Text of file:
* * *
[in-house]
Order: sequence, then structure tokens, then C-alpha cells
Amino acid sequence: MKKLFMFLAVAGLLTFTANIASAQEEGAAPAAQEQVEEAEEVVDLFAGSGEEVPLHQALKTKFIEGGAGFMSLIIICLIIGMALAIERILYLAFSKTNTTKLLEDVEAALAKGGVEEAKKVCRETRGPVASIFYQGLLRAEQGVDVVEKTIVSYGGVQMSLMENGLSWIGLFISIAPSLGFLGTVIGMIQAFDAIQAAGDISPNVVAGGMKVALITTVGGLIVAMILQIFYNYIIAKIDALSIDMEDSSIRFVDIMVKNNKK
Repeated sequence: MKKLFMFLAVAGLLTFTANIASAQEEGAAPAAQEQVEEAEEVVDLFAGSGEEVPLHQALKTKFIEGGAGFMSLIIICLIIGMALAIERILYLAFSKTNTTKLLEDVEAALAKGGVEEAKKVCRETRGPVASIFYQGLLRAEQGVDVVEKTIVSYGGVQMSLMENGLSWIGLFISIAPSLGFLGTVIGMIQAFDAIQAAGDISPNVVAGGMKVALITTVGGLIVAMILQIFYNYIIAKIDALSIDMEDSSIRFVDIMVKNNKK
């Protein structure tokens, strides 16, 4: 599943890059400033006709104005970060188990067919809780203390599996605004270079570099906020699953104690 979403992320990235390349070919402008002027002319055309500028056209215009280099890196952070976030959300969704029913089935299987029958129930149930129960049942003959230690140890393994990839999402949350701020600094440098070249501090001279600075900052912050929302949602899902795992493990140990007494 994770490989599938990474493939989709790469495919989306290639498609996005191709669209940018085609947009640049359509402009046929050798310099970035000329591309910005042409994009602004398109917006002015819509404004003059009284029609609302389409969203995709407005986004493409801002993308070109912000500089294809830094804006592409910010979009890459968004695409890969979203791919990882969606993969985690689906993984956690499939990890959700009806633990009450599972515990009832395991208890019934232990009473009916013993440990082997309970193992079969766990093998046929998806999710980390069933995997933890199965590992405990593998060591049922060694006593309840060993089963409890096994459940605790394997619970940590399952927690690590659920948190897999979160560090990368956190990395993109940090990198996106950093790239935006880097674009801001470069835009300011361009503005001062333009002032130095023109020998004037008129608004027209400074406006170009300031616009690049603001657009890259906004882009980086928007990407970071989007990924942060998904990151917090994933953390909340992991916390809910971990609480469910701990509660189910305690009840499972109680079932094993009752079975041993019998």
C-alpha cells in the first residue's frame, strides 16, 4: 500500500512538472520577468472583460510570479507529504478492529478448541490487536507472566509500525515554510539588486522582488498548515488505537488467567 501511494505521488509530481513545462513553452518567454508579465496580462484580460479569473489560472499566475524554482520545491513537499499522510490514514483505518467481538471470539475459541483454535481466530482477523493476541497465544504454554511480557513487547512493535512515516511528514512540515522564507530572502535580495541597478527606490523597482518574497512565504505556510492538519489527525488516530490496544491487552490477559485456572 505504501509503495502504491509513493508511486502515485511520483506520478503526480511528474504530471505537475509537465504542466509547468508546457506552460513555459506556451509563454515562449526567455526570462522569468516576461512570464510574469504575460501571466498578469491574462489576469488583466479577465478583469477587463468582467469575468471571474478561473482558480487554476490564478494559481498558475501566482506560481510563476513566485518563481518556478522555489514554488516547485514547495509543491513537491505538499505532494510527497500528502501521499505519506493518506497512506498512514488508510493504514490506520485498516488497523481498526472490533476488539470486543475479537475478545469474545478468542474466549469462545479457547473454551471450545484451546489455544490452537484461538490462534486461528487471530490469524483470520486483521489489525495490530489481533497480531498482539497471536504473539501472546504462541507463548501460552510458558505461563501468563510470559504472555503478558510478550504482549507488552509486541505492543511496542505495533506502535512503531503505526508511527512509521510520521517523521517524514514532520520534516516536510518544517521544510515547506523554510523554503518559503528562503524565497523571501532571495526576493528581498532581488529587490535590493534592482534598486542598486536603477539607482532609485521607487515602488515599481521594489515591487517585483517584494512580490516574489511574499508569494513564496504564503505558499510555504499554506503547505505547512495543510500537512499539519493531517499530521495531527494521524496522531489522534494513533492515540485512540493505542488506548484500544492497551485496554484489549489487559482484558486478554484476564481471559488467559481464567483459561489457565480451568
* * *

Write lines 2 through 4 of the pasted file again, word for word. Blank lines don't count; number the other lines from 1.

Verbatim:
Order: sequence, then structure tokens, then C-alpha cells
Amino acid sequence: MKKLFMFLAVAGLLTFTANIASAQEEGAAPAAQEQVEEAEEVVDLFAGSGEEVPLHQALKTKFIEGGAGFMSLIIICLIIGMALAIERILYLAFSKTNTTKLLEDVEAALAKGGVEEAKKVCRETRGPVASIFYQGLLRAEQGVDVVEKTIVSYGGVQMSLMENGLSWIGLFISIAPSLGFLGTVIGMIQAFDAIQAAGDISPNVVAGGMKVALITTVGGLIVAMILQIFYNYIIAKIDALSIDMEDSSIRFVDIMVKNNKK
Repeated sequence: MKKLFMFLAVAGLLTFTANIASAQEEGAAPAAQEQVEEAEEVVDLFAGSGEEVPLHQALKTKFIEGGAGFMSLIIICLIIGMALAIERILYLAFSKTNTTKLLEDVEAALAKGGVEEAKKVCRETRGPVASIFYQGLLRAEQGVDVVEKTIVSYGGVQMSLMENGLSWIGLFISIAPSLGFLGTVIGMIQAFDAIQAAGDISPNVVAGGMKVALITTVGGLIVAMILQIFYNYIIAKIDALSIDMEDSSIRFVDIMVKNNKK